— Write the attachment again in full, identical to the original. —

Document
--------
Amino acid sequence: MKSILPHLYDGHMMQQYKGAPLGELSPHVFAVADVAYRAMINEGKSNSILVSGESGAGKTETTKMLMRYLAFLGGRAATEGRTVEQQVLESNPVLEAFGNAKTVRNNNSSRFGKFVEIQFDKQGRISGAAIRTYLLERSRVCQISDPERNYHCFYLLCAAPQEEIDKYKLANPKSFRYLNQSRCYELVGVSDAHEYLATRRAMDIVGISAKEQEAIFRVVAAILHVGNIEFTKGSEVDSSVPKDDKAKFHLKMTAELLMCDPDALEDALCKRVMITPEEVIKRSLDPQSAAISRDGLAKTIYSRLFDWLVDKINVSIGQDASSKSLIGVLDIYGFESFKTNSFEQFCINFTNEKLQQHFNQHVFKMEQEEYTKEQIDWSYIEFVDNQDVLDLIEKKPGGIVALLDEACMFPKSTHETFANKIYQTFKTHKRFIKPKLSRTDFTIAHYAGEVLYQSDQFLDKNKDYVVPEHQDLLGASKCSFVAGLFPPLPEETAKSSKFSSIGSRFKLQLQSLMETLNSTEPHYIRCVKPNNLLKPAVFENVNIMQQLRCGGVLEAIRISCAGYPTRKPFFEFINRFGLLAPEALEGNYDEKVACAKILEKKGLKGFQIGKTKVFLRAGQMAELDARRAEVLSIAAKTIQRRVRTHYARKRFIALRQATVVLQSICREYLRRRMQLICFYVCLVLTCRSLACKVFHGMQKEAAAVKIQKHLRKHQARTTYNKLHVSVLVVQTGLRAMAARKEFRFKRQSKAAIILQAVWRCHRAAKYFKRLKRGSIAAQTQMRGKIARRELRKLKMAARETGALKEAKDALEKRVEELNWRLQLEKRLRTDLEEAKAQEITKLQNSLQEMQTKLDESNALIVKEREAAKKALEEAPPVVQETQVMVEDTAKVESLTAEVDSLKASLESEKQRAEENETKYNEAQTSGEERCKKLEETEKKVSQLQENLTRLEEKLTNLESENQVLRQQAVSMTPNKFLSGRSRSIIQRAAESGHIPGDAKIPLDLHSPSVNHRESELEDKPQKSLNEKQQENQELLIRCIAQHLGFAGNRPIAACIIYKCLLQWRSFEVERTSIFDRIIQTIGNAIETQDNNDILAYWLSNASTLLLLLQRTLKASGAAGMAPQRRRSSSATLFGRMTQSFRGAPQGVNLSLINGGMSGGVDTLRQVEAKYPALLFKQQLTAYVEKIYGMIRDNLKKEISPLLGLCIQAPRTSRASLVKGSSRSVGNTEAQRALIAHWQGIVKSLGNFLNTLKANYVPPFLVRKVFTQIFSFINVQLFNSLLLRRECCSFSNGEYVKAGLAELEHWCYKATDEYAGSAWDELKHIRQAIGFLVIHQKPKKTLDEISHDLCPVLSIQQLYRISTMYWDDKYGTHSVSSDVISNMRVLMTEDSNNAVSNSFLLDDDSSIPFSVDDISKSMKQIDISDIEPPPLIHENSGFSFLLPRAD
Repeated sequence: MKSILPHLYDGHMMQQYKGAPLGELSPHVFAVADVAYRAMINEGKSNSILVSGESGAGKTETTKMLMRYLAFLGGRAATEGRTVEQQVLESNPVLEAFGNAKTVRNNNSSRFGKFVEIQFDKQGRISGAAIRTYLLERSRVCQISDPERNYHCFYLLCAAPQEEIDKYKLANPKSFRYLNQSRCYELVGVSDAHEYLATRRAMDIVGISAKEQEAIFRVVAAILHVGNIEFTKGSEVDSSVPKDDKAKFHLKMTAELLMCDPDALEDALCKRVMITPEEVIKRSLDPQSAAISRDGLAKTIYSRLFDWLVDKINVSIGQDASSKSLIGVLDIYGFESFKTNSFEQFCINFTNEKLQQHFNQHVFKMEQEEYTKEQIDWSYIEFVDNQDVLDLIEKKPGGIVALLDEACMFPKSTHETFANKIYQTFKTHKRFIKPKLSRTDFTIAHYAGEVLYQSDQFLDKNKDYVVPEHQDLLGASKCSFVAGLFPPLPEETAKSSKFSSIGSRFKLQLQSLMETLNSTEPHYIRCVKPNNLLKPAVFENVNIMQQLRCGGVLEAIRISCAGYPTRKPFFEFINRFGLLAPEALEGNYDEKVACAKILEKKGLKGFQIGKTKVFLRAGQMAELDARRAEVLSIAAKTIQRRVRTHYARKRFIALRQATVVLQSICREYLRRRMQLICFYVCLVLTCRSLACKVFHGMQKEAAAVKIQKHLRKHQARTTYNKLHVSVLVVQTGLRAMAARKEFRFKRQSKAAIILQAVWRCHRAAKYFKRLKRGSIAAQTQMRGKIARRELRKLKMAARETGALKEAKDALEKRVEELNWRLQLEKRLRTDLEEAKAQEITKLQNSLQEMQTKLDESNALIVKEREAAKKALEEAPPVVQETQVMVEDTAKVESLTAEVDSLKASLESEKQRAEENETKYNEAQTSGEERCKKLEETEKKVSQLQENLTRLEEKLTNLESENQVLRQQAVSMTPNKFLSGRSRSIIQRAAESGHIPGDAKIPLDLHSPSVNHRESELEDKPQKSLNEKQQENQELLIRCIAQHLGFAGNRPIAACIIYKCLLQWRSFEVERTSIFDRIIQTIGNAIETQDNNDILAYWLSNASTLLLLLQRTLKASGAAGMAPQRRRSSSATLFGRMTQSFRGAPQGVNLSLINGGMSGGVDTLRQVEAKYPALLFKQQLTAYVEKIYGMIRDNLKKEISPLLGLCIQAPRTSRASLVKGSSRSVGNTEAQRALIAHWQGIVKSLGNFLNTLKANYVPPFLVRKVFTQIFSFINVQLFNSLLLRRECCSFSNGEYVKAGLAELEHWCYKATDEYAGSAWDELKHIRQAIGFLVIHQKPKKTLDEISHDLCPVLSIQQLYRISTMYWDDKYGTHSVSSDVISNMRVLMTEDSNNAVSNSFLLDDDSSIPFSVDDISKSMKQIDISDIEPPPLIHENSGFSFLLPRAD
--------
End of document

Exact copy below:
Amino acid sequence: MKSILPHLYDGHMMQQYKGAPLGELSPHVFAVADVAYRAMINEGKSNSILVSGESGAGKTETTKMLMRYLAFLGGRAATEGRTVEQQVLESNPVLEAFGNAKTVRNNNSSRFGKFVEIQFDKQGRISGAAIRTYLLERSRVCQISDPERNYHCFYLLCAAPQEEIDKYKLANPKSFRYLNQSRCYELVGVSDAHEYLATRRAMDIVGISAKEQEAIFRVVAAILHVGNIEFTKGSEVDSSVPKDDKAKFHLKMTAELLMCDPDALEDALCKRVMITPEEVIKRSLDPQSAAISRDGLAKTIYSRLFDWLVDKINVSIGQDASSKSLIGVLDIYGFESFKTNSFEQFCINFTNEKLQQHFNQHVFKMEQEEYTKEQIDWSYIEFVDNQDVLDLIEKKPGGIVALLDEACMFPKSTHETFANKIYQTFKTHKRFIKPKLSRTDFTIAHYAGEVLYQSDQFLDKNKDYVVPEHQDLLGASKCSFVAGLFPPLPEETAKSSKFSSIGSRFKLQLQSLMETLNSTEPHYIRCVKPNNLLKPAVFENVNIMQQLRCGGVLEAIRISCAGYPTRKPFFEFINRFGLLAPEALEGNYDEKVACAKILEKKGLKGFQIGKTKVFLRAGQMAELDARRAEVLSIAAKTIQRRVRTHYARKRFIALRQATVVLQSICREYLRRRMQLICFYVCLVLTCRSLACKVFHGMQKEAAAVKIQKHLRKHQARTTYNKLHVSVLVVQTGLRAMAARKEFRFKRQSKAAIILQAVWRCHRAAKYFKRLKRGSIAAQTQMRGKIARRELRKLKMAARETGALKEAKDALEKRVEELNWRLQLEKRLRTDLEEAKAQEITKLQNSLQEMQTKLDESNALIVKEREAAKKALEEAPPVVQETQVMVEDTAKVESLTAEVDSLKASLESEKQRAEENETKYNEAQTSGEERCKKLEETEKKVSQLQENLTRLEEKLTNLESENQVLRQQAVSMTPNKFLSGRSRSIIQRAAESGHIPGDAKIPLDLHSPSVNHRESELEDKPQKSLNEKQQENQELLIRCIAQHLGFAGNRPIAACIIYKCLLQWRSFEVERTSIFDRIIQTIGNAIETQDNNDILAYWLSNASTLLLLLQRTLKASGAAGMAPQRRRSSSATLFGRMTQSFRGAPQGVNLSLINGGMSGGVDTLRQVEAKYPALLFKQQLTAYVEKIYGMIRDNLKKEISPLLGLCIQAPRTSRASLVKGSSRSVGNTEAQRALIAHWQGIVKSLGNFLNTLKANYVPPFLVRKVFTQIFSFINVQLFNSLLLRRECCSFSNGEYVKAGLAELEHWCYKATDEYAGSAWDELKHIRQAIGFLVIHQKPKKTLDEISHDLCPVLSIQQLYRISTMYWDDKYGTHSVSSDVISNMRVLMTEDSNNAVSNSFLLDDDSSIPFSVDDISKSMKQIDISDIEPPPLIHENSGFSFLLPRAD
Repeated sequence: MKSILPHLYDGHMMQQYKGAPLGELSPHVFAVADVAYRAMINEGKSNSILVSGESGAGKTETTKMLMRYLAFLGGRAATEGRTVEQQVLESNPVLEAFGNAKTVRNNNSSRFGKFVEIQFDKQGRISGAAIRTYLLERSRVCQISDPERNYHCFYLLCAAPQEEIDKYKLANPKSFRYLNQSRCYELVGVSDAHEYLATRRAMDIVGISAKEQEAIFRVVAAILHVGNIEFTKGSEVDSSVPKDDKAKFHLKMTAELLMCDPDALEDALCKRVMITPEEVIKRSLDPQSAAISRDGLAKTIYSRLFDWLVDKINVSIGQDASSKSLIGVLDIYGFESFKTNSFEQFCINFTNEKLQQHFNQHVFKMEQEEYTKEQIDWSYIEFVDNQDVLDLIEKKPGGIVALLDEACMFPKSTHETFANKIYQTFKTHKRFIKPKLSRTDFTIAHYAGEVLYQSDQFLDKNKDYVVPEHQDLLGASKCSFVAGLFPPLPEETAKSSKFSSIGSRFKLQLQSLMETLNSTEPHYIRCVKPNNLLKPAVFENVNIMQQLRCGGVLEAIRISCAGYPTRKPFFEFINRFGLLAPEALEGNYDEKVACAKILEKKGLKGFQIGKTKVFLRAGQMAELDARRAEVLSIAAKTIQRRVRTHYARKRFIALRQATVVLQSICREYLRRRMQLICFYVCLVLTCRSLACKVFHGMQKEAAAVKIQKHLRKHQARTTYNKLHVSVLVVQTGLRAMAARKEFRFKRQSKAAIILQAVWRCHRAAKYFKRLKRGSIAAQTQMRGKIARRELRKLKMAARETGALKEAKDALEKRVEELNWRLQLEKRLRTDLEEAKAQEITKLQNSLQEMQTKLDESNALIVKEREAAKKALEEAPPVVQETQVMVEDTAKVESLTAEVDSLKASLESEKQRAEENETKYNEAQTSGEERCKKLEETEKKVSQLQENLTRLEEKLTNLESENQVLRQQAVSMTPNKFLSGRSRSIIQRAAESGHIPGDAKIPLDLHSPSVNHRESELEDKPQKSLNEKQQENQELLIRCIAQHLGFAGNRPIAACIIYKCLLQWRSFEVERTSIFDRIIQTIGNAIETQDNNDILAYWLSNASTLLLLLQRTLKASGAAGMAPQRRRSSSATLFGRMTQSFRGAPQGVNLSLINGGMSGGVDTLRQVEAKYPALLFKQQLTAYVEKIYGMIRDNLKKEISPLLGLCIQAPRTSRASLVKGSSRSVGNTEAQRALIAHWQGIVKSLGNFLNTLKANYVPPFLVRKVFTQIFSFINVQLFNSLLLRRECCSFSNGEYVKAGLAELEHWCYKATDEYAGSAWDELKHIRQAIGFLVIHQKPKKTLDEISHDLCPVLSIQQLYRISTMYWDDKYGTHSVSSDVISNMRVLMTEDSNNAVSNSFLLDDDSSIPFSVDDISKSMKQIDISDIEPPPLIHENSGFSFLLPRAD